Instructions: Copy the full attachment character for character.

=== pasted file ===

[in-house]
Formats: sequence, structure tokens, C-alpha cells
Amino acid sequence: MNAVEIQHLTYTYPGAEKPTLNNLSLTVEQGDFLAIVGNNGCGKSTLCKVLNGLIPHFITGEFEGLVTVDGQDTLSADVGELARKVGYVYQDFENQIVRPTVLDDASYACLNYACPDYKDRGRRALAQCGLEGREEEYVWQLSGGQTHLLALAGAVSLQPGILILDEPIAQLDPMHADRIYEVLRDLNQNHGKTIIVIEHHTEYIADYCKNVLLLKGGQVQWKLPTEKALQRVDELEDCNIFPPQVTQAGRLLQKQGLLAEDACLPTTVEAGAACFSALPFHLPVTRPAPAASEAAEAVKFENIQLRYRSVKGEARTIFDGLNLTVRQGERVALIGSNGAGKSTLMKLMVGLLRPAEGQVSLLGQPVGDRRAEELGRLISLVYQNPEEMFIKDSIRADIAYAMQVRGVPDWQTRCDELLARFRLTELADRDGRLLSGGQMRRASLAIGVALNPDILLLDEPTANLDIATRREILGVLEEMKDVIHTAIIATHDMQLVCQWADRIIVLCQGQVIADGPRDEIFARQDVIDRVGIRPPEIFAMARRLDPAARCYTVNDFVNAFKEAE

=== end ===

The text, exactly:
[in-house]
Formats: sequence, structure tokens, C-alpha cells
Amino acid sequence: MNAVEIQHLTYTYPGAEKPTLNNLSLTVEQGDFLAIVGNNGCGKSTLCKVLNGLIPHFITGEFEGLVTVDGQDTLSADVGELARKVGYVYQDFENQIVRPTVLDDASYACLNYACPDYKDRGRRALAQCGLEGREEEYVWQLSGGQTHLLALAGAVSLQPGILILDEPIAQLDPMHADRIYEVLRDLNQNHGKTIIVIEHHTEYIADYCKNVLLLKGGQVQWKLPTEKALQRVDELEDCNIFPPQVTQAGRLLQKQGLLAEDACLPTTVEAGAACFSALPFHLPVTRPAPAASEAAEAVKFENIQLRYRSVKGEARTIFDGLNLTVRQGERVALIGSNGAGKSTLMKLMVGLLRPAEGQVSLLGQPVGDRRAEELGRLISLVYQNPEEMFIKDSIRADIAYAMQVRGVPDWQTRCDELLARFRLTELADRDGRLLSGGQMRRASLAIGVALNPDILLLDEPTANLDIATRREILGVLEEMKDVIHTAIIATHDMQLVCQWADRIIVLCQGQVIADGPRDEIFARQDVIDRVGIRPPEIFAMARRLDPAARCYTVNDFVNAFKEAE